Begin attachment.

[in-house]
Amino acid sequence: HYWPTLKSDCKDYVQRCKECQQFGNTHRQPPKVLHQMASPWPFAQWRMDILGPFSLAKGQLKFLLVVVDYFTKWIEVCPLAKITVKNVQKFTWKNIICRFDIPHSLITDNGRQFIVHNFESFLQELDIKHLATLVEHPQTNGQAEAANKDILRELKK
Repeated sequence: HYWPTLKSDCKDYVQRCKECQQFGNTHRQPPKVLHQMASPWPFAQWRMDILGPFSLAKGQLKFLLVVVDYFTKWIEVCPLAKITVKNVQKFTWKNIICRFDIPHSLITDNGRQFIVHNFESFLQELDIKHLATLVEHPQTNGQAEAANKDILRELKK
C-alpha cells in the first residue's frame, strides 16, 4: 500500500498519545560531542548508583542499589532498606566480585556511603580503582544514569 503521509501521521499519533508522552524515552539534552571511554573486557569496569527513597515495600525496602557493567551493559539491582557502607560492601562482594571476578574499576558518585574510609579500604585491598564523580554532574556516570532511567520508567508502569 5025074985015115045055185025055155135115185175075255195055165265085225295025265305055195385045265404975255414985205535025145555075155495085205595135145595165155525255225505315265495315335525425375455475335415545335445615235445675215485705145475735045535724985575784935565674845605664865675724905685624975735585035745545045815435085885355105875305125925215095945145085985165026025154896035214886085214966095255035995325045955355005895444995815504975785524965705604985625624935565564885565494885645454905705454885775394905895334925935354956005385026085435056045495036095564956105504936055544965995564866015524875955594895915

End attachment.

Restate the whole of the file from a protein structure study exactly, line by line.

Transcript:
[in-house]
Amino acid sequence: HYWPTLKSDCKDYVQRCKECQQFGNTHRQPPKVLHQMASPWPFAQWRMDILGPFSLAKGQLKFLLVVVDYFTKWIEVCPLAKITVKNVQKFTWKNIICRFDIPHSLITDNGRQFIVHNFESFLQELDIKHLATLVEHPQTNGQAEAANKDILRELKK
Repeated sequence: HYWPTLKSDCKDYVQRCKECQQFGNTHRQPPKVLHQMASPWPFAQWRMDILGPFSLAKGQLKFLLVVVDYFTKWIEVCPLAKITVKNVQKFTWKNIICRFDIPHSLITDNGRQFIVHNFESFLQELDIKHLATLVEHPQTNGQAEAANKDILRELKK
C-alpha cells in the first residue's frame, strides 16, 4: 500500500498519545560531542548508583542499589532498606566480585556511603580503582544514569 503521509501521521499519533508522552524515552539534552571511554573486557569496569527513597515495600525496602557493567551493559539491582557502607560492601562482594571476578574499576558518585574510609579500604585491598564523580554532574556516570532511567520508567508502569 5025074985015115045055185025055155135115185175075255195055165265085225295025265305055195385045265404975255414985205535025145555075155495085205595135145595165155525255225505315265495315335525425375455475335415545335445615235445675215485705145475735045535724985575784935565674845605664865675724905685624975735585035745545045815435085885355105875305125925215095945145085985165026025154896035214886085214966095255035995325045955355005895444995815504975785524965705604985625624935565564885565494885645454905705454885775394905895334925935354956005385026085435056045495036095564956105504936055544965995564866015524875955594895915